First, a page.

- 67% of purchases for multiple industrial manufacturing and pack-and-ship industries were influenced by digital. (Google)
- Mobile drives or influences an average of more than 40% of revenue in leading B2B organizations. (Google)
- 22% of the fastest-growing B2B companies have a live chat widget on their website. (Blue Corona)
- The most successful content marketers have access to 40% of the total marketing budget, and the least successful have just 14% of the marketing budget. (Content Marketing Institute)
- 57% of B2B marketers stated that SEO generates more leads than any other marketing initiative. (Junto)
- 70% of B2B buyers and researchers watch videos on their path to purchase. (Blue Corona)
- 53% of B2B prospects say social media played a role in their buying decisions. (Entrepreneur.com)
- B2B customers are 20% more likely to make a purchase after engaging with video content and social media channels. (LinkedIn)
Want to talk about your digital marketing plan for 2019? Give us a call!
It’s early January, which is the best time of the year to make your New Year’s resolutions. You can make them next August, but it sort of defeats the purpose.
There are all sorts of “no-no’s” in marketing copywriting. And I vow to write better, and avoid all of those “no-no’s.” Or, at least, many of them. I promise to:
- Do the research. People don’t think of copywriters as researchers, but a lot of our job is interviewing, learning, talking, reading and searching online. You can’t just write … stuff. Or it sounds like … stuff. Everything a copywriter writes should be based on an insight or benefit.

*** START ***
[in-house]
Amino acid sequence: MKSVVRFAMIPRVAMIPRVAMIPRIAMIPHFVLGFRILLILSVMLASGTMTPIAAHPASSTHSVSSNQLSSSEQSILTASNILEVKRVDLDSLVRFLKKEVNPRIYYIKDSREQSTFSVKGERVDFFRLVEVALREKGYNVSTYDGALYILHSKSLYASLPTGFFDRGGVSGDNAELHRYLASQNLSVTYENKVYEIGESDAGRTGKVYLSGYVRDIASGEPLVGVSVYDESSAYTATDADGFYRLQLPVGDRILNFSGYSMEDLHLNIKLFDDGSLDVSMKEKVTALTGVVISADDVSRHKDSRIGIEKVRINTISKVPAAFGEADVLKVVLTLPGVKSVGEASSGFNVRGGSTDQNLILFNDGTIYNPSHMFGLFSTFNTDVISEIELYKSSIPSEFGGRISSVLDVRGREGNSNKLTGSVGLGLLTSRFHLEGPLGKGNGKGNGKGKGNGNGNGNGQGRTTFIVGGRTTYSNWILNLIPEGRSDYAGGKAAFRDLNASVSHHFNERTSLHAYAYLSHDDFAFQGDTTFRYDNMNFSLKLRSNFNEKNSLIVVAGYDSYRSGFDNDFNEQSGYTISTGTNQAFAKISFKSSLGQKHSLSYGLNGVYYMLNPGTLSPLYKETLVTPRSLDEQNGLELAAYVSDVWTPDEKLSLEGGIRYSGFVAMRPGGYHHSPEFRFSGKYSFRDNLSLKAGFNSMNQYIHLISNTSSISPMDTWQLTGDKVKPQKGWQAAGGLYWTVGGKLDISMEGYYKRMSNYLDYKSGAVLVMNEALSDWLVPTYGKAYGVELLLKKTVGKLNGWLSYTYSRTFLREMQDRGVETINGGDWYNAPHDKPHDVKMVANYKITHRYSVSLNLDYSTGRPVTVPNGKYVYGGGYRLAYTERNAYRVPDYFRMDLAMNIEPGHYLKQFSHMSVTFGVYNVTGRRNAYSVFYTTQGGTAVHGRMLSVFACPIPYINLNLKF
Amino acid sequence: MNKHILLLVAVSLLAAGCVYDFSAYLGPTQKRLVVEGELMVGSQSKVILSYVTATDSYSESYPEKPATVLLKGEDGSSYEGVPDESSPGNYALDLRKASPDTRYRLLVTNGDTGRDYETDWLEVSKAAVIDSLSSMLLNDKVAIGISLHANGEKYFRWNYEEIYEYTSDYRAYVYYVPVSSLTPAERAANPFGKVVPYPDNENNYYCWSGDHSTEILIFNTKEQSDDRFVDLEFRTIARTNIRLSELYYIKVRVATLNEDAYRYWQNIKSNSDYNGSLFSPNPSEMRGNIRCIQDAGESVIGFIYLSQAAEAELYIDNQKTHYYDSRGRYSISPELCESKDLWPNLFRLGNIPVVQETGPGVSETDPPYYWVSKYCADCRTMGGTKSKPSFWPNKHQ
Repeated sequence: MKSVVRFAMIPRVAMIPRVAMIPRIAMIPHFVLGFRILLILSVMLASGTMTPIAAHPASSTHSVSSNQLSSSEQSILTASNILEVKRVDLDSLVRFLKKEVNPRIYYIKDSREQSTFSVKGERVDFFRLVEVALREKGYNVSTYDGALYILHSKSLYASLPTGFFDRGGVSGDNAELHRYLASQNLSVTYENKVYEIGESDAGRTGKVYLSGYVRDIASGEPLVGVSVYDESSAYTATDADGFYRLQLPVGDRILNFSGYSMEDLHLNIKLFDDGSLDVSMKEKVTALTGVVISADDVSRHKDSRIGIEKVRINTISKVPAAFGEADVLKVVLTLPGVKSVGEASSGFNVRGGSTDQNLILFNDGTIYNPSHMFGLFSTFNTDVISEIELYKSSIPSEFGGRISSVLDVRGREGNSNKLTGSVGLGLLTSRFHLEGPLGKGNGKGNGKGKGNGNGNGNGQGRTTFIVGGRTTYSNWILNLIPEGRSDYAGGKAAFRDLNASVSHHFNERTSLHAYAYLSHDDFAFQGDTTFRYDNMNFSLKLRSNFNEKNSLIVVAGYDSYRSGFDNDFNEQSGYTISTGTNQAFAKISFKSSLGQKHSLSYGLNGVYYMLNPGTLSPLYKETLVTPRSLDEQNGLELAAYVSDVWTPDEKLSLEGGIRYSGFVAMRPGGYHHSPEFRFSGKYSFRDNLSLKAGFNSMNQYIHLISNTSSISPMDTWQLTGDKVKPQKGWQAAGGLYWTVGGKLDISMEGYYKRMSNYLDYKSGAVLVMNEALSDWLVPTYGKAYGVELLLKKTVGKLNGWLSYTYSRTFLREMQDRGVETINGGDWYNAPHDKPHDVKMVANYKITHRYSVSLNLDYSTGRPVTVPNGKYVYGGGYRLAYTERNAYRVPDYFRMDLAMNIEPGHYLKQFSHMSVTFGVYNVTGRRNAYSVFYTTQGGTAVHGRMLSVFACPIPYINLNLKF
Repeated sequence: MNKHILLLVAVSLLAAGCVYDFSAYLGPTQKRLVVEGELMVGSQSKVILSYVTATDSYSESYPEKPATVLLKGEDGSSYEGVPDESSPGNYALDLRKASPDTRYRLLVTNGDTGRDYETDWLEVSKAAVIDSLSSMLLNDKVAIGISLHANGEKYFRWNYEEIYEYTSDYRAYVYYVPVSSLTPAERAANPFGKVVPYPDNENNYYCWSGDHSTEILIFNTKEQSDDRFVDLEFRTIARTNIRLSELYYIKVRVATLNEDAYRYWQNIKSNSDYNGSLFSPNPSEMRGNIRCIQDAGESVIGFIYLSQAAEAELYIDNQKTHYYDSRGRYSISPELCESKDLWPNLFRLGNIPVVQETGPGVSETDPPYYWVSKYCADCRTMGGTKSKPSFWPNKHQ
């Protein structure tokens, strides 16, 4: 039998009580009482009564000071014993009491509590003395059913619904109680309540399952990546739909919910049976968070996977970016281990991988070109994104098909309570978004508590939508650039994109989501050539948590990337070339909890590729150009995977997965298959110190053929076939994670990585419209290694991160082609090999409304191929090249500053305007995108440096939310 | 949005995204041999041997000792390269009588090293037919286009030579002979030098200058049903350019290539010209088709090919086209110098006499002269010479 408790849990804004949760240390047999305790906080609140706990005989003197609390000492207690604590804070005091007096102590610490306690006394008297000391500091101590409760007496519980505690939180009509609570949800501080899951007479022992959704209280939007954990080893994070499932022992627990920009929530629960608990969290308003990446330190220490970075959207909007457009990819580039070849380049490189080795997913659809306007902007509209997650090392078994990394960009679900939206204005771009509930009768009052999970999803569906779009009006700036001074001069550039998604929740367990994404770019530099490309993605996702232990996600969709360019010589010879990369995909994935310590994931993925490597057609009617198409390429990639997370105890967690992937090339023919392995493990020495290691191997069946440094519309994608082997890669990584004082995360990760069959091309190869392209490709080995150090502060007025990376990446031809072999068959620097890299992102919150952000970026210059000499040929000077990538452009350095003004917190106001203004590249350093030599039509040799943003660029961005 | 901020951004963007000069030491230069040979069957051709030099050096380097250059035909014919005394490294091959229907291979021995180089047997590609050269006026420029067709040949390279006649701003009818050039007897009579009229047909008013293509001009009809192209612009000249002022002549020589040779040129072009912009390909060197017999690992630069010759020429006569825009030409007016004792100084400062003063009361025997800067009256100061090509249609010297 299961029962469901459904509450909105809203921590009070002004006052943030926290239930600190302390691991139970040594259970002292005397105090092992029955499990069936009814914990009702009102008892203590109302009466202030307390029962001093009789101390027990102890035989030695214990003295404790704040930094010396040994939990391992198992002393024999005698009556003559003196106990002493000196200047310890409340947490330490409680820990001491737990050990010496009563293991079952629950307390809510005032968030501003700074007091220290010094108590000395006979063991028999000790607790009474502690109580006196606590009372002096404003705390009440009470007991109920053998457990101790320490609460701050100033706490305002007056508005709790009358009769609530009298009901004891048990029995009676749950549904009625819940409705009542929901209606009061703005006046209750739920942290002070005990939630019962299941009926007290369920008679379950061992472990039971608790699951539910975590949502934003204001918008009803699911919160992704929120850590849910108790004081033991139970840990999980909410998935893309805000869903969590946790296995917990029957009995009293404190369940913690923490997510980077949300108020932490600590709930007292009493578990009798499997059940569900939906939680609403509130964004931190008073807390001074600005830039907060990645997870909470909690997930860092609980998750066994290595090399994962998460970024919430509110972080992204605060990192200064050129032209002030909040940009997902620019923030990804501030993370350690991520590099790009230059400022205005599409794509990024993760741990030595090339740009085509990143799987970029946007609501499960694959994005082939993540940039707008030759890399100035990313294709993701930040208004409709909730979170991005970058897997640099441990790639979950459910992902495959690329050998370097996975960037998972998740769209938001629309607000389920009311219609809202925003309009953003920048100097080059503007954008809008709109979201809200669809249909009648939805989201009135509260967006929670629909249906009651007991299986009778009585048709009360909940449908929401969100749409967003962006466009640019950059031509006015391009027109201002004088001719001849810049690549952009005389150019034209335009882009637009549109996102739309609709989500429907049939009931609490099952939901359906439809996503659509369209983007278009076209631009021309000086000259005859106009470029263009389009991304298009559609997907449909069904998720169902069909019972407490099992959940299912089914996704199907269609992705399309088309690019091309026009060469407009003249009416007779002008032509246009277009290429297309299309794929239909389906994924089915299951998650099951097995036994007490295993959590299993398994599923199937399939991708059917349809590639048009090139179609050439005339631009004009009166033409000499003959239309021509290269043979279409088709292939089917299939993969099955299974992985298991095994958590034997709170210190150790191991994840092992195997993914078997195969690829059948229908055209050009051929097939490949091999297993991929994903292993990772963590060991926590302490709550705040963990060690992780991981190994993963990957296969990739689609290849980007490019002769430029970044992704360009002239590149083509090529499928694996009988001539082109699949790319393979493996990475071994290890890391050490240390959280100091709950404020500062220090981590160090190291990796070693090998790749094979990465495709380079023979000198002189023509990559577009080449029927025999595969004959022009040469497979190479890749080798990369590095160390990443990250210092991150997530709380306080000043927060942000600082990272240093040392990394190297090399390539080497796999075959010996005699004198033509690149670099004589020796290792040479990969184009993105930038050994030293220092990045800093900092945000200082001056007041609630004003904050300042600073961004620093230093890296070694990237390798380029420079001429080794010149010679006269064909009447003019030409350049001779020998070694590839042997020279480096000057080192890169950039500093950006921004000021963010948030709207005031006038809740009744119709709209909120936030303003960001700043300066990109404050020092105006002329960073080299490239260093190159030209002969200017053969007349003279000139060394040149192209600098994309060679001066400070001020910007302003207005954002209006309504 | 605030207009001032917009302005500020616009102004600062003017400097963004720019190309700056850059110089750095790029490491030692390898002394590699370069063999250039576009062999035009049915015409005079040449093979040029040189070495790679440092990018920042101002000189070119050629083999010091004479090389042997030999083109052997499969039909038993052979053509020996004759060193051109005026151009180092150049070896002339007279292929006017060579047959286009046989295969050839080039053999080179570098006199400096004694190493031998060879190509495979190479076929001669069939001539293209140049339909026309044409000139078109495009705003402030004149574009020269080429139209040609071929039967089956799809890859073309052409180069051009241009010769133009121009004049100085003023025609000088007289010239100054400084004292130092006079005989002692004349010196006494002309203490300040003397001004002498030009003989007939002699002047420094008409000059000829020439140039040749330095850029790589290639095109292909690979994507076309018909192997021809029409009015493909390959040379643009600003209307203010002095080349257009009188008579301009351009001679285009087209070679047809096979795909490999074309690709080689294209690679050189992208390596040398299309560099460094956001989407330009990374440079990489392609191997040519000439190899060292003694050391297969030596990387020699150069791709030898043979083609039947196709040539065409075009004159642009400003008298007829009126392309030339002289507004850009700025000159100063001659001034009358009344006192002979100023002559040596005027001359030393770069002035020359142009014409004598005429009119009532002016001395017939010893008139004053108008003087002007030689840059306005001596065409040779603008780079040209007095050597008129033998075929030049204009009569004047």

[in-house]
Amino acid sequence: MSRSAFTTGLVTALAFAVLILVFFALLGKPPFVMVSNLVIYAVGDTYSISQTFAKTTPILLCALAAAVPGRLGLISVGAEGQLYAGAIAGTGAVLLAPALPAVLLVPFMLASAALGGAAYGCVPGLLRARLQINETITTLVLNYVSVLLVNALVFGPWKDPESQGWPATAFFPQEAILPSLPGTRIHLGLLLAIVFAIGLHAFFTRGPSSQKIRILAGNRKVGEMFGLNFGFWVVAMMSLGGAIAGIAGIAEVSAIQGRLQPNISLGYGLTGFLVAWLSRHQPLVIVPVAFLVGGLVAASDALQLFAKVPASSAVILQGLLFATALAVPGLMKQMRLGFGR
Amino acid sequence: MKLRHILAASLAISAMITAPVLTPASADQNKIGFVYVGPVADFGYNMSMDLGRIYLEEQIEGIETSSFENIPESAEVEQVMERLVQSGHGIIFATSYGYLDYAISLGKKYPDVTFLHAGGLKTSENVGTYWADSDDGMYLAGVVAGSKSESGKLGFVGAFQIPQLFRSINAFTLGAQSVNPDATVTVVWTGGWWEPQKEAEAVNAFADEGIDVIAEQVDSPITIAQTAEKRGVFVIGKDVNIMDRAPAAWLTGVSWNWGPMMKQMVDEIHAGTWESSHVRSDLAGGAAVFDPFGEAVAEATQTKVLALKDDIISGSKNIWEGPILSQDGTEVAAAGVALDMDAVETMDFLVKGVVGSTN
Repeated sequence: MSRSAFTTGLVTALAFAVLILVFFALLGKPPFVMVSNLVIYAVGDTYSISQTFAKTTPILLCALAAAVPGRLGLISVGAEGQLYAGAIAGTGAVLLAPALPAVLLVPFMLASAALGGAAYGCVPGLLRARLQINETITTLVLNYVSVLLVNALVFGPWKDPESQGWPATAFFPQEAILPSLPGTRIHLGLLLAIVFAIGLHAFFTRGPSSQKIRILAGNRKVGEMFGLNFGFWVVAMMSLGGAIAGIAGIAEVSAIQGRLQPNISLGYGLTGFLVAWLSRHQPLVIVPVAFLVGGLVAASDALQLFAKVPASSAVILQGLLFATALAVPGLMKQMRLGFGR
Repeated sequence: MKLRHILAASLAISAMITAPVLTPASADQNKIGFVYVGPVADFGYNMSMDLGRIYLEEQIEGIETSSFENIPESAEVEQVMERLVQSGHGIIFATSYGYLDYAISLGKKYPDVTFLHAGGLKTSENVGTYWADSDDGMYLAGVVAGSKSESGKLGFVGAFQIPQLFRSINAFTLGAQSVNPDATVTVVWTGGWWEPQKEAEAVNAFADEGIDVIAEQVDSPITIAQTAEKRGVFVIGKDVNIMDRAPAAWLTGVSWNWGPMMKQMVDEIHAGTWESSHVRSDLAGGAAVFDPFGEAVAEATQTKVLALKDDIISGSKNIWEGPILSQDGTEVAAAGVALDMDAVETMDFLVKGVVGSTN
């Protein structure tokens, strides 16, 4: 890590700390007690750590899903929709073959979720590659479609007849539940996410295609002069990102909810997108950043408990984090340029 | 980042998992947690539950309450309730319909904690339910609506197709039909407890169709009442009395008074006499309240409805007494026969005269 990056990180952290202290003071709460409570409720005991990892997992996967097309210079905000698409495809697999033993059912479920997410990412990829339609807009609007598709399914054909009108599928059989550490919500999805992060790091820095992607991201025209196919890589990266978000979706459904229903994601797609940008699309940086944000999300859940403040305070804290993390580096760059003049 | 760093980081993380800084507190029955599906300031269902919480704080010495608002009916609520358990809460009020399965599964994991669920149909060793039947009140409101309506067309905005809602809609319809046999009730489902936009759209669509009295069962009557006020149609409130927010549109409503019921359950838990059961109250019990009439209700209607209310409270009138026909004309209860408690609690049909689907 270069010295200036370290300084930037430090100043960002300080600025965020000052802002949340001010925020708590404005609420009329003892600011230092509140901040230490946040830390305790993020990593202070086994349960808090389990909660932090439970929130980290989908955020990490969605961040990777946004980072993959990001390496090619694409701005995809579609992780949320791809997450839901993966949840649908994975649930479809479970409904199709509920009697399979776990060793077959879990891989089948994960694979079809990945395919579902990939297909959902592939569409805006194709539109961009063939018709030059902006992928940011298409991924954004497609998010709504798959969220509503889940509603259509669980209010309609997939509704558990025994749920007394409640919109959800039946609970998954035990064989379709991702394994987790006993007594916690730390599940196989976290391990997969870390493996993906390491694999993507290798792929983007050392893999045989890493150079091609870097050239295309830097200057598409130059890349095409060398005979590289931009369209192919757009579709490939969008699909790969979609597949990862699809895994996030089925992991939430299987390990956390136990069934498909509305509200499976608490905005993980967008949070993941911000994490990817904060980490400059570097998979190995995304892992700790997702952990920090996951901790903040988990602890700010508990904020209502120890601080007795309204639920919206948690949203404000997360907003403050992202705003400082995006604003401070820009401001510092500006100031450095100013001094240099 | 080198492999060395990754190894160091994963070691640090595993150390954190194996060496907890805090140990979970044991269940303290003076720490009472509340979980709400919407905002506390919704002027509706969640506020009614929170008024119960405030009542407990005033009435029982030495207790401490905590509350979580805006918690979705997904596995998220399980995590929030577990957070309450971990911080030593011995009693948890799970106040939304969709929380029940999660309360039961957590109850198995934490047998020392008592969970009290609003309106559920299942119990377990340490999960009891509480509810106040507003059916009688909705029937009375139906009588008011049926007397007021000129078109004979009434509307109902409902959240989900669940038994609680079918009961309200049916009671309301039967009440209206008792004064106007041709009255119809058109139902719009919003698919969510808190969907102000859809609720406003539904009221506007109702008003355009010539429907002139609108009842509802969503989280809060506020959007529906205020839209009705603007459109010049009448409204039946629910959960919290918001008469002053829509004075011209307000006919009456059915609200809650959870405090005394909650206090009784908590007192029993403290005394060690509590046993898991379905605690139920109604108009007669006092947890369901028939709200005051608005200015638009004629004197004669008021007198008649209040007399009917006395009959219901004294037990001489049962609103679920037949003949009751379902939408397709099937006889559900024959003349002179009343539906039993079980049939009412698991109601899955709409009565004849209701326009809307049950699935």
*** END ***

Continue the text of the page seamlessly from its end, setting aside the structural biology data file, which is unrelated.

- Avoid weasel words. These are words that are vague and seem to imply something, but don’t really. Politicians use them all the time. Marketing examples include phrases like, “Most people think …” or “It is said that …” and many more. (By the way, the term weasel words was actually coined by Shakespeare, and comes from the egg-eating habits of weasels. Weasels puncture a small hole through an egg’s shell and suck out its contents. While the egg looks fine on the outside, closer examination reveals a fragile shell without any substance.)
- Avoid going off on random tangents, such as referring to Shakespeare.
- Avoid redundancy. Short copy is king. Saying something twice merely adds words for no reason. Saying something twice merely adds words for no reason.
- Read more. If you want to be a better musician, listen to music. If you want to be a better artist, go to the museum. Reading inspires writers and helps us sharpen our craft.
- Never steal copy from another source without crediting it (BTW, the Read More resolution above was stolen from this blog here).
- Write benefits, not features. No one cares if a product has the “Whatchamacallit 200.” They care what the “Whatchamacallit 200” does, and why it’s awesome. And if it doesn’t do anything … well, maybe we can dance around it … No. Nix that. See my resolution #2.
- Work out more. Fine, this has nothing to do with writing copy, but I wanted to write it down anyway.
Writing down your resolutions helps them come true. But if you do write them down, make sure you avoid weasel words, redundancy and so on.
Can snow really keep you warm?
Otters and reindeer know what they’re doing in order to stay comfortable in ultra-cold conditions. Inuits developed the same ability hundreds of years ago, but they weren’t born with it. They realized that snow contains a fair amount of air and air makes a good insulator.
In this short video from PBS Digital Studios, you’ll finally get the answer to that question you’ve always been asking ... “how the heck does an igloo manage to keep occupants warm when it’s made of frozen water?”
Got some YouTube videos of your own you’d like to share? Just send them my way!